But these formats fail to identify the constraints that advertisers may give to broadcasters other than by free text. That an advertiser does not want a competitor in the same commercial break remains a free text item in the contract. The standard contract also fails to capture in a machine readable format what happens if the ad isn’t aired as planned.
Standards that have been implemented help make contracts machine readable but not machine interpretable. They have been designed to report on financial transactions, but not to automate contract execution. The workflow they have been designed for still requires a very large workforce.
The solution lies in understanding both, how media outlets price (in order to understand what part of the contracts must be made machine interpretable), and classifying the constraints. This is not a monumental task, but requires a combination of Data Science skills, business knowledge and vision possessed by very few in the industry.
The goal is not to have every single contract machine interpretable. Rather, the goal is to have the vast majority of contracts machine interpretable with no error whatsoever, and the few which are not machine interpretable clearly flagged for handling by humans.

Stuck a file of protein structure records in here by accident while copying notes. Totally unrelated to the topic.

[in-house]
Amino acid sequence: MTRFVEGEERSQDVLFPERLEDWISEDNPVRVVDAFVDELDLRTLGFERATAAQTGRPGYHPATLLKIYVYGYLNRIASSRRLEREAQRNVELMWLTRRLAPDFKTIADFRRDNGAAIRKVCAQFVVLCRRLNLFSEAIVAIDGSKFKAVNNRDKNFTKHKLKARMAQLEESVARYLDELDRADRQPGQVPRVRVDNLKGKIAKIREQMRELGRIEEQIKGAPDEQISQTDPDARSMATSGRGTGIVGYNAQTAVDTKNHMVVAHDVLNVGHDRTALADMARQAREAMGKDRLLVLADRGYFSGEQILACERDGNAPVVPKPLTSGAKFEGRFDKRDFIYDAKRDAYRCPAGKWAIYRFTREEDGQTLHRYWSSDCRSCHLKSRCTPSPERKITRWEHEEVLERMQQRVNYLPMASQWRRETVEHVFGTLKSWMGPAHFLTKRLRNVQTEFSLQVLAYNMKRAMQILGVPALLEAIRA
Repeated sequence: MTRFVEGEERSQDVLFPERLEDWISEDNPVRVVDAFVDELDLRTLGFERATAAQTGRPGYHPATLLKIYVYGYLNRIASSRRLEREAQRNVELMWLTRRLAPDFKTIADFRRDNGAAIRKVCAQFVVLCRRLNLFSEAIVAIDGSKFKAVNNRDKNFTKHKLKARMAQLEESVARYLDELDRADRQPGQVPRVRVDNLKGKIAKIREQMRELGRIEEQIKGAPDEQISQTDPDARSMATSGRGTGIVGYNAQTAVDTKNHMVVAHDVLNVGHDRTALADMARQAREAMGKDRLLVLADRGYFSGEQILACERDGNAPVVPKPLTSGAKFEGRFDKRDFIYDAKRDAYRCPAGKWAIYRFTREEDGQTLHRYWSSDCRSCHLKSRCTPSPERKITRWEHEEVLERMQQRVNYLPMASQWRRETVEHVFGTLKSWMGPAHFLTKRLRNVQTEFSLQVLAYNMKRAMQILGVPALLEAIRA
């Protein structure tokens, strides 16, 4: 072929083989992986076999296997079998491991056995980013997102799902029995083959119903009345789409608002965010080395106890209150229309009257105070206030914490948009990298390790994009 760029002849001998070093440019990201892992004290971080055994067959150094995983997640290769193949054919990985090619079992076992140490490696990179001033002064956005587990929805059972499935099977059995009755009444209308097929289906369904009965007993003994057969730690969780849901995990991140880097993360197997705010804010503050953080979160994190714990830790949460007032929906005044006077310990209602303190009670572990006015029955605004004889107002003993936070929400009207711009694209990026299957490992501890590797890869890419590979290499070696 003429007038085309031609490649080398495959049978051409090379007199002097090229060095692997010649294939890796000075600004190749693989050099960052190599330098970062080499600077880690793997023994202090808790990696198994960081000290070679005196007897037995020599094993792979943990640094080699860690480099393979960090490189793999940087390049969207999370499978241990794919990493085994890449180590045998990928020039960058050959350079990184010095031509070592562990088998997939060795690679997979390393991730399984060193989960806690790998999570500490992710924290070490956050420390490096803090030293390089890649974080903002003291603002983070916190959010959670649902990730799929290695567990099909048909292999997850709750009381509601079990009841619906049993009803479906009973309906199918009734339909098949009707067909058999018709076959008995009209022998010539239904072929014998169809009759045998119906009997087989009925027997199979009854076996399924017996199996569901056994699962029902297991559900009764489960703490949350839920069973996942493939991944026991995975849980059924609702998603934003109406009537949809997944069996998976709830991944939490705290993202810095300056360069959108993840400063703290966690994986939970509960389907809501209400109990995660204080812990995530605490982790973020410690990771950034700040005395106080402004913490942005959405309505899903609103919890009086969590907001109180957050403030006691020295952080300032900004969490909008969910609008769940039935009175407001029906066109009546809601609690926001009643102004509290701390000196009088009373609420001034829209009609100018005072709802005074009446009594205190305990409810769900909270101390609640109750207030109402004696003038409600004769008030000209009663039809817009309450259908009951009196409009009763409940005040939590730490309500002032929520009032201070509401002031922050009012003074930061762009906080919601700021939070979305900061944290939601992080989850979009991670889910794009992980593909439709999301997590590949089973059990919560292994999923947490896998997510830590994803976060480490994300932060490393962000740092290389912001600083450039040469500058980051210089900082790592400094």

To achieve this goal the industry needs systems that a) help users write these contracts, b) take over not only what is relevant to the financial aspects but also as much as the execution aspects, and c) let humans take care of the rare edge cases.
On the one hand the problem is a Data Science one as far as lack of needed information is concerned, and on the other a human-computer interaction as far as the system design is concerned.
A complicated but solvable problem for which partial solutions have been already designed.
In order to determine optimum prices through revenue management techniques, it is necessary to have an estimate of the price elasticity i.e. how the demand varies with the price. This estimate can be obtained by wishful thinking, conjecture or opinion irrespective of any data or, more wisely, based on solid data.
The current information systems give some partial visibility on the prices with some history of the negotiations for transactions that were made but not much, if anything, recorded about negotiations that failed.
Systems must be built that track all pricing inquiries and negotiations, even those that do not end up in a transaction, as well as the causes of failure to close deals. This is a substantial human-computer interaction challenge, but again, one that may be tackled incrementally. As the complex systems are built, one can expect behavior to change, making that behavior more and more aligned with process automation.
Price elasticity is also dependent on the ability to substitute. Two factors that hinder calculating the impact of substitution on pricing are:
The second point of media concentration plays at a couple of levels: